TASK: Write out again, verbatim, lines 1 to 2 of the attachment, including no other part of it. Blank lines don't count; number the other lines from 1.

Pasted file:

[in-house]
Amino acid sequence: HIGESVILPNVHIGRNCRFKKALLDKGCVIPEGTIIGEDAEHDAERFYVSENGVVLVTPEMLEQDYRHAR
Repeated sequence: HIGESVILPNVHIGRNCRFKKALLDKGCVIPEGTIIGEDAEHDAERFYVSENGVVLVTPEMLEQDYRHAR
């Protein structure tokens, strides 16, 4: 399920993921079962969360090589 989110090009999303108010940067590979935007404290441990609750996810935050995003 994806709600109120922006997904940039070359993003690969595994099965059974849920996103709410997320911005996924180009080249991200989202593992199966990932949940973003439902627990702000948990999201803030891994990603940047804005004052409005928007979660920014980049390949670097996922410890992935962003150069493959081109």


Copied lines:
[in-house]
Amino acid sequence: HIGESVILPNVHIGRNCRFKKALLDKGCVIPEGTIIGEDAEHDAERFYVSENGVVLVTPEMLEQDYRHAR